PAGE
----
Thank you. That's settled, then.But until you can provide a rational counter-argument I'll continue to consider my morality inherent.
Now we may return to the original question of the thread and turn our backs to ethics, I think.
The question of whether I belive in animals havin souls or not, I can only aswer with: 'I generally do not believe in such a thing as a soul'
I think that neither humans nor animals do have a soul.
The reasons für this conviction:
1) All decisions, actions and feelings a human or an animal is able to make or feel may be described biochemiacally without ever needing a soul.
2) The brain works by interactions of neurons. We may slow them down or accelerate them with drugs and even change the personality of people by medication or operations.
3) In all these biochemical reactions in our body and brain there is no need for a soul. They can be carried out without a soul in petri dishes and glass tubes.
4) I never came across any evidence for the existence of a soul.
5) If humans had a soul, animals should have a soul, too, because they are not that different from humans. Chimps, for example are so closely realted to humans, that it would be unlogical to state that humans do have a soul whereas chimps do not. But if chimps do had a soul, then gorillas would have a soul, too. And by continuing this game we would come to the dog, which should have a soul, the cows, chicken, and so on. Until we'd have to state that even Earthworms, mosquitos, zebrafishes and unicellular Organisms have a soul. There is no borderline. No frontier in the animal kingdom, where this would stop. And if we go down to unicellular organisms, the plants (which are quite more complex) should be thought of having souls, too.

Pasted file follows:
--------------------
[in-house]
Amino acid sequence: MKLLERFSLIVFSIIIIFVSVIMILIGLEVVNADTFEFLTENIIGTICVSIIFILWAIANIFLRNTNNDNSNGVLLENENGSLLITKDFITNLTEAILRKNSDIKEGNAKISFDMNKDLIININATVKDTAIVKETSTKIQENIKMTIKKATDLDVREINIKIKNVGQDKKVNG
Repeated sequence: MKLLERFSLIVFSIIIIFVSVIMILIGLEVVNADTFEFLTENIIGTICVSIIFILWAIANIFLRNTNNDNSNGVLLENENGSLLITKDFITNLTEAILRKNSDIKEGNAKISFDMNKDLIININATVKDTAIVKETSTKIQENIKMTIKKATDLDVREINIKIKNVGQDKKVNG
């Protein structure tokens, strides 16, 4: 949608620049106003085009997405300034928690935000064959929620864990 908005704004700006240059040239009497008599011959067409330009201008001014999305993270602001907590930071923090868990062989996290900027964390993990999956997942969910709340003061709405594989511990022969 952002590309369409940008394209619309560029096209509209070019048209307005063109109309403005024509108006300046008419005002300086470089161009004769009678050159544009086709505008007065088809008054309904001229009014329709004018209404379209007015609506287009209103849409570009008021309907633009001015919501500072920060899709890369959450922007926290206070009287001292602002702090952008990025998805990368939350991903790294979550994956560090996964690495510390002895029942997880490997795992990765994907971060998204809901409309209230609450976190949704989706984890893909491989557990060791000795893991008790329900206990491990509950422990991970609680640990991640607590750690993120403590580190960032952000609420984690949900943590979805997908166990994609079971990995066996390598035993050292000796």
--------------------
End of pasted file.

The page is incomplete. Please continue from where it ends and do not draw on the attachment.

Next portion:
Thus, if humans are thought of having a soul, then every living thing on earth should have one, too.
I know that with my opinion I offend all people that believe in any sort of god, rebirth or afterlife. But for me, the evidence is too hard against souls.